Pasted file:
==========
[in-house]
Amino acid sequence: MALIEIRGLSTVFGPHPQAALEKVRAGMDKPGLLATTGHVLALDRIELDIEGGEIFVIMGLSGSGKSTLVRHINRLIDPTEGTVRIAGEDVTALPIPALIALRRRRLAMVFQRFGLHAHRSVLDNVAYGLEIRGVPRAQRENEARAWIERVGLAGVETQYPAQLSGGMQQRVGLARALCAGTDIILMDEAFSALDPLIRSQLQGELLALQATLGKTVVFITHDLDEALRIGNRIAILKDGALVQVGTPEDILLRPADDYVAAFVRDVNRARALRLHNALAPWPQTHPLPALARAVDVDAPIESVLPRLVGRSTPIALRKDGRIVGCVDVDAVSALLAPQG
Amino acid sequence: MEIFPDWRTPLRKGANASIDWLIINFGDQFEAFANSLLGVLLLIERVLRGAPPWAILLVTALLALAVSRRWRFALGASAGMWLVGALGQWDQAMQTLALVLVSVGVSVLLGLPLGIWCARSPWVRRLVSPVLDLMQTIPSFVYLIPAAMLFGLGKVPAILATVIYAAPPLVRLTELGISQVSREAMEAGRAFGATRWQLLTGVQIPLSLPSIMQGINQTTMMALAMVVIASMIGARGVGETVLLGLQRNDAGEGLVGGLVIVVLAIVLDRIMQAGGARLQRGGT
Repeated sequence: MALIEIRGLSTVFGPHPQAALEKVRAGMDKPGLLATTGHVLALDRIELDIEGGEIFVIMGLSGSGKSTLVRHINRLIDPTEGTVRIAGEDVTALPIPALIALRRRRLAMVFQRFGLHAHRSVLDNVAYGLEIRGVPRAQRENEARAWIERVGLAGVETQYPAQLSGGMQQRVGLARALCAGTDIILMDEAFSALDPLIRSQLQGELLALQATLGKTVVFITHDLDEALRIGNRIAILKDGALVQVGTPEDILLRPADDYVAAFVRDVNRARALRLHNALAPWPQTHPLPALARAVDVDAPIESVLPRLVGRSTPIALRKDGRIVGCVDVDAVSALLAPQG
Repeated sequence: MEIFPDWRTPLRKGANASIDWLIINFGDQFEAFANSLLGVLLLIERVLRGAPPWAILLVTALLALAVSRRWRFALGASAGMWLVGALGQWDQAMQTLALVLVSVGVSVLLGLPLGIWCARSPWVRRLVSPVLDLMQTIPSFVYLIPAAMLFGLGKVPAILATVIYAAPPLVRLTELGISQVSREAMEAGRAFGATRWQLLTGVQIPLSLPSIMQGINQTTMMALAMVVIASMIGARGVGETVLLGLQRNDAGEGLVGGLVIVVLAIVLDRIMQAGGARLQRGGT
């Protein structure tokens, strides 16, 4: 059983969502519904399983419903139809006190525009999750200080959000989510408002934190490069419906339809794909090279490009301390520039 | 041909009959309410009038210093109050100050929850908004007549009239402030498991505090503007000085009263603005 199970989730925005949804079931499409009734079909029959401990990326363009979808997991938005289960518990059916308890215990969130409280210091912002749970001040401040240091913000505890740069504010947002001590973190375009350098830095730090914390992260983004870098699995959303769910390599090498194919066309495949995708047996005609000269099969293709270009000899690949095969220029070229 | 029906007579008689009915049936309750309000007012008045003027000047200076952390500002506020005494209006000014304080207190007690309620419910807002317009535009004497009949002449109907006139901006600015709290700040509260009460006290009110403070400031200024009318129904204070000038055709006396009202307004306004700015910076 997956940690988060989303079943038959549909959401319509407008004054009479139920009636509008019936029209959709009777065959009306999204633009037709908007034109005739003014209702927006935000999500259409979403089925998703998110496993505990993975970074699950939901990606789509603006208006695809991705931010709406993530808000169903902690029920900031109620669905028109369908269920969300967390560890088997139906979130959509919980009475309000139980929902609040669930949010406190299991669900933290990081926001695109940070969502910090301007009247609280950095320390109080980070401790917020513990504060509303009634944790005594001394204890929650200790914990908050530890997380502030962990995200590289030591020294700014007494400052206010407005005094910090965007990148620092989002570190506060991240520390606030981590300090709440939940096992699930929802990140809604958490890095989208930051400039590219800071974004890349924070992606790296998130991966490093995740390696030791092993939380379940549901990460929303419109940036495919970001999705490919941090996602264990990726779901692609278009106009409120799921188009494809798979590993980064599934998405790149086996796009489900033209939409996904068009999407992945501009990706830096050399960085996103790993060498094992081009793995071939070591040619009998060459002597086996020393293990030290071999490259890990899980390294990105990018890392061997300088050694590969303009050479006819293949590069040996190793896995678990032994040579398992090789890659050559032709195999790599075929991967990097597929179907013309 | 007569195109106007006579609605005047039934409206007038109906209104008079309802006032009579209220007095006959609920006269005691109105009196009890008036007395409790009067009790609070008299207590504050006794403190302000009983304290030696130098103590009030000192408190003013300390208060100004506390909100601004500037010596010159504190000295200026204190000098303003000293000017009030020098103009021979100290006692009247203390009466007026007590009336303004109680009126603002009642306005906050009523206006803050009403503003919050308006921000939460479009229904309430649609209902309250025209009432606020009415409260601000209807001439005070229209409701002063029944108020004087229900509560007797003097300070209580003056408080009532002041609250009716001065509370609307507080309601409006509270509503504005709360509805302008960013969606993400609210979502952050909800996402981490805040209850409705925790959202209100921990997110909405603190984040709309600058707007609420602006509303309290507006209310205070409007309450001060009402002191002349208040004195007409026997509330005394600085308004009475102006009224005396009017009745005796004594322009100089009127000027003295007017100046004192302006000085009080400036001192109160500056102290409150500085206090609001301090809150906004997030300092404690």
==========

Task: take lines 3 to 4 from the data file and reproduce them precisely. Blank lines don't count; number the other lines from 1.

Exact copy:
Amino acid sequence: MEIFPDWRTPLRKGANASIDWLIINFGDQFEAFANSLLGVLLLIERVLRGAPPWAILLVTALLALAVSRRWRFALGASAGMWLVGALGQWDQAMQTLALVLVSVGVSVLLGLPLGIWCARSPWVRRLVSPVLDLMQTIPSFVYLIPAAMLFGLGKVPAILATVIYAAPPLVRLTELGISQVSREAMEAGRAFGATRWQLLTGVQIPLSLPSIMQGINQTTMMALAMVVIASMIGARGVGETVLLGLQRNDAGEGLVGGLVIVVLAIVLDRIMQAGGARLQRGGT
Repeated sequence: MALIEIRGLSTVFGPHPQAALEKVRAGMDKPGLLATTGHVLALDRIELDIEGGEIFVIMGLSGSGKSTLVRHINRLIDPTEGTVRIAGEDVTALPIPALIALRRRRLAMVFQRFGLHAHRSVLDNVAYGLEIRGVPRAQRENEARAWIERVGLAGVETQYPAQLSGGMQQRVGLARALCAGTDIILMDEAFSALDPLIRSQLQGELLALQATLGKTVVFITHDLDEALRIGNRIAILKDGALVQVGTPEDILLRPADDYVAAFVRDVNRARALRLHNALAPWPQTHPLPALARAVDVDAPIESVLPRLVGRSTPIALRKDGRIVGCVDVDAVSALLAPQG